Obtaining an engagement letter is not a requirement of generally accepted auditing standards, but it makes good business sense. This document defines responsibilities between auditors and their clients, which helps to eliminate misunderstandings, and decreases the vulnerability of accountants to malpractice claims.
An engagement letter should include the following information.
Scope of the Audit
The scope of the audit is a critical element of the audit planning process, as it helps ensure that you obtain sufficient evidence to form an opinion on the financial statements. The auditor should discuss the scope of the audit with the client in advance, preferably at the commencement of the engagement. This discussion should also include an explanation of the limitations on the scope of the audit, including a description of any procedures that cannot be performed due to limited resources.
Other elements that should be addressed in the engagement letter include the deadlines for the completion of the audit, and whether or not a member of the client’s staff will assist with preparation of schedules or retrieval of documents from files. In addition, the Audit Engagement Letter should identify any restrictions on the use of the information gathered during the audit, and address the need to maintain confidentiality and comply with data protection regulations.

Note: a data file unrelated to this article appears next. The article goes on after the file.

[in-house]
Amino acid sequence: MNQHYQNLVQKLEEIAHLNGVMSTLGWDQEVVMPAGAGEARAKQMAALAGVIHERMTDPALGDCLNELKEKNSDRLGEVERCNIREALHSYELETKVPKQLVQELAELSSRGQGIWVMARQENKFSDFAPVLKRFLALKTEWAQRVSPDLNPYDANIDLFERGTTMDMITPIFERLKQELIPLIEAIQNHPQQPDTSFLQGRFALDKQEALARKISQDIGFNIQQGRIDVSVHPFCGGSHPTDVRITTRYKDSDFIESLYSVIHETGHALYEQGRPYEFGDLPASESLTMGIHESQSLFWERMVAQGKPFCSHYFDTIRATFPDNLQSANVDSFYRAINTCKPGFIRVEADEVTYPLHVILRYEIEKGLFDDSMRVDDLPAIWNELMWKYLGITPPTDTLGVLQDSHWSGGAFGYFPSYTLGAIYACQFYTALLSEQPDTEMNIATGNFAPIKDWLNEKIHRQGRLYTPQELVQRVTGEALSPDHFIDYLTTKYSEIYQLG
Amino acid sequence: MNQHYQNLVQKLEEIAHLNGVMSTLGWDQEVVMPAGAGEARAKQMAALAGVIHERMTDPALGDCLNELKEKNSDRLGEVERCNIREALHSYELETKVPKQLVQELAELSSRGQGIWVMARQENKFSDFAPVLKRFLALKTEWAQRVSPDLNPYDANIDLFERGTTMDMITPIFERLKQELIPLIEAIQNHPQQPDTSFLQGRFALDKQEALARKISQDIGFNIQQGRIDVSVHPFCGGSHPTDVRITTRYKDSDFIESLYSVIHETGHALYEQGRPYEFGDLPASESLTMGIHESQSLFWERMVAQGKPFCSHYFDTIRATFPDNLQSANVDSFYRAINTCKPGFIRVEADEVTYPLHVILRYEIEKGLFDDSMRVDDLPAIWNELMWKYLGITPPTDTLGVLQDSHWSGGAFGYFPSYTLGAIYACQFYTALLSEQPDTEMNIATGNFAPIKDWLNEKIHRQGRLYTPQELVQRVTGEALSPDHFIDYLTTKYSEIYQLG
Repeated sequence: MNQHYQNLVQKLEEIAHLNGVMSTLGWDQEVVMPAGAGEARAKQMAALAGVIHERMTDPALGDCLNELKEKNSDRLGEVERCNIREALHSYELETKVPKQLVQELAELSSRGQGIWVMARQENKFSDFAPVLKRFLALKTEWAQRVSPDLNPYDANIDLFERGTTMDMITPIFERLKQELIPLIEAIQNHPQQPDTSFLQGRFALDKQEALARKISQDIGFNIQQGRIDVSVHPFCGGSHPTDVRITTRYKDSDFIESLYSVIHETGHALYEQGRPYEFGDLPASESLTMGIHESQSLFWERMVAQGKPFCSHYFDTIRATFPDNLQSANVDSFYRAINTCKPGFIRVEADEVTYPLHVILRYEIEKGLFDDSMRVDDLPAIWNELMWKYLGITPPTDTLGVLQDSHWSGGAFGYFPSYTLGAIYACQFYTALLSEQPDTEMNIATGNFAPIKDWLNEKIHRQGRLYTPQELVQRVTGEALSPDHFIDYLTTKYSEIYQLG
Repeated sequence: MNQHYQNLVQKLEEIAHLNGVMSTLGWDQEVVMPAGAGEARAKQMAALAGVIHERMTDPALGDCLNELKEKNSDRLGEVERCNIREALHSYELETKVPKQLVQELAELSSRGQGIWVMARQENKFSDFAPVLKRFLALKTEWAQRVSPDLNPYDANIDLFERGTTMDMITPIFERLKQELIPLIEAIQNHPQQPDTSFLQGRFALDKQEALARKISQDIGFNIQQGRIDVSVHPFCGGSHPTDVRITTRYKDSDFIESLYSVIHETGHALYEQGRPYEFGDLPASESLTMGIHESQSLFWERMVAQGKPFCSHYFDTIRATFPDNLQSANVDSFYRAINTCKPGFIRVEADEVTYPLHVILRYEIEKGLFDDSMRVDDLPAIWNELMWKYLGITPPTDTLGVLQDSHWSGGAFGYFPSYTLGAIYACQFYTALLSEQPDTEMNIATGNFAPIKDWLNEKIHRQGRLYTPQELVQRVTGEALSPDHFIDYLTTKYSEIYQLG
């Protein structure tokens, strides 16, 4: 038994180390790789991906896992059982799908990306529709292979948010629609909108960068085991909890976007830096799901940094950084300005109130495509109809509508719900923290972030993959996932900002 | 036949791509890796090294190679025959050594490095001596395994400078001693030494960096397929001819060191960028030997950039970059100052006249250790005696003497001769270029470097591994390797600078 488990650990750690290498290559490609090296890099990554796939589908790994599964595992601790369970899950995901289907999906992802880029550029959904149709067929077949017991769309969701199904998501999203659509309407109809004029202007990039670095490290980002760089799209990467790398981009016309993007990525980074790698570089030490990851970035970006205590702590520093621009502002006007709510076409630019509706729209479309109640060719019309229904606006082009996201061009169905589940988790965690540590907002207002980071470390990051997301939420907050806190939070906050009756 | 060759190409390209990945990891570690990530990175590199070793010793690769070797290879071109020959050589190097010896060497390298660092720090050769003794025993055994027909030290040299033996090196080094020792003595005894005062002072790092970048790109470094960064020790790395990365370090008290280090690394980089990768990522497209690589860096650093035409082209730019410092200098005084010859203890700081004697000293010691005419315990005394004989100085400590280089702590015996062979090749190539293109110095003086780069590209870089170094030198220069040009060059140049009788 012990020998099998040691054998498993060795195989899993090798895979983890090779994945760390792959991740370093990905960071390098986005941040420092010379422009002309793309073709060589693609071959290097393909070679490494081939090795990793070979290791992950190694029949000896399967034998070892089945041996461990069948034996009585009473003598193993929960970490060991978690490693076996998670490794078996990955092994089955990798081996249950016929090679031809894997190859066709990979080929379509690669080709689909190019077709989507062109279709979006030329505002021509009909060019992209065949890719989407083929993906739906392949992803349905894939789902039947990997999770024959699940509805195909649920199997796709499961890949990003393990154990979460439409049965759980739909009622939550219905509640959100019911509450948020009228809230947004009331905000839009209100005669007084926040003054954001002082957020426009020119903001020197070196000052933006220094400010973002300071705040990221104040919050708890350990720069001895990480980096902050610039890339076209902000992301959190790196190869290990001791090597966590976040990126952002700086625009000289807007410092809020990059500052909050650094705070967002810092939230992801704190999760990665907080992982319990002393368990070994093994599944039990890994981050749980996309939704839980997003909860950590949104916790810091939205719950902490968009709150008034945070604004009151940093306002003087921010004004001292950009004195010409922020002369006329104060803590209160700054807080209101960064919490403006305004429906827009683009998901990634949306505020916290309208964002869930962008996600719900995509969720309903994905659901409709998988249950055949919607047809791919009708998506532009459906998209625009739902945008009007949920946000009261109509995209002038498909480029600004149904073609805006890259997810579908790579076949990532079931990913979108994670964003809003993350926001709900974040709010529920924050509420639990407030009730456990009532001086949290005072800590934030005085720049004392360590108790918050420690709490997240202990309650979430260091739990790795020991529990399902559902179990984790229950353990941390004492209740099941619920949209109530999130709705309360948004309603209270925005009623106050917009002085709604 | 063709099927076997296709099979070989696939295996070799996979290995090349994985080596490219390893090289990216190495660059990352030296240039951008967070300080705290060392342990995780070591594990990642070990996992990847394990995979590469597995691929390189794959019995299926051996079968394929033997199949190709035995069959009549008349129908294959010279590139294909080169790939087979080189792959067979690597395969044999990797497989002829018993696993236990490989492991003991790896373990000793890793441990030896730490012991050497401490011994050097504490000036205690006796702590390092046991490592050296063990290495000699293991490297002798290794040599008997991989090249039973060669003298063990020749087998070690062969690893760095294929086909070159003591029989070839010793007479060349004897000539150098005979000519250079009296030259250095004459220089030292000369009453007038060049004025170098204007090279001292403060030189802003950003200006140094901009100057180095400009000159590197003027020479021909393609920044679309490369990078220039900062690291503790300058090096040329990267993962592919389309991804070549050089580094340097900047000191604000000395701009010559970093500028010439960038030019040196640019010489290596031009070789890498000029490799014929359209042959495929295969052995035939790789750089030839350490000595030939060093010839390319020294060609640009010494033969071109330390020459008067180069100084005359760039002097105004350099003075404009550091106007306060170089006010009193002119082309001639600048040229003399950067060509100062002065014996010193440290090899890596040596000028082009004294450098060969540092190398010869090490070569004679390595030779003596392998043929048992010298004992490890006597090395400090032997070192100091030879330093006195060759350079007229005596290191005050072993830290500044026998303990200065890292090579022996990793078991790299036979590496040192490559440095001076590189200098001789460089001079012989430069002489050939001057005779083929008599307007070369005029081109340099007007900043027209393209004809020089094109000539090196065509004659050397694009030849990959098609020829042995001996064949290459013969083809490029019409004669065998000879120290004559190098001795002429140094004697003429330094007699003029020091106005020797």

The engagement letter should be sent to the individual retaining the firm and, where appropriate, to third-party users of the report who are intended to rely on the information. A draft of the report is usually included as an appendix to the engagement letter. The AICPA Task Force on Accountant Liability has recommended that engagement letters should include language to limit legal liability for the practitioner to nonclients who may rely on reviews or compilations.
Audit Fees and Billing Arrangements
In addition to defining the scope of the audit, the engagement letter should include provisions for fees and payment terms. It should also identify the person in management (e.g., the board chairman, CEO or CFO) that retains the firm and approves the engagement. It is a good practice to discuss the content of the engagement letter with the client before it is sent.
It is also necessary to establish the role of the client in the audit. Depending on the nature of the engagement, the client’s responsibilities may include providing access to information, records and personnel; preparing the financial statements in accordance with generally accepted accounting principles; maintaining an effective system of internal control; or otherwise contributing to an efficient and effective audit.
The engagement letter should also establish the rotation requirements for the firm’s partners engaged in the audit, review or compilation. For example, if a “lead” or “concurring” partner is assigned to the audit, that partner would normally be required to rotate off the engagement after a maximum of five years on that assignment. The same applies to non-lead and concurring partners.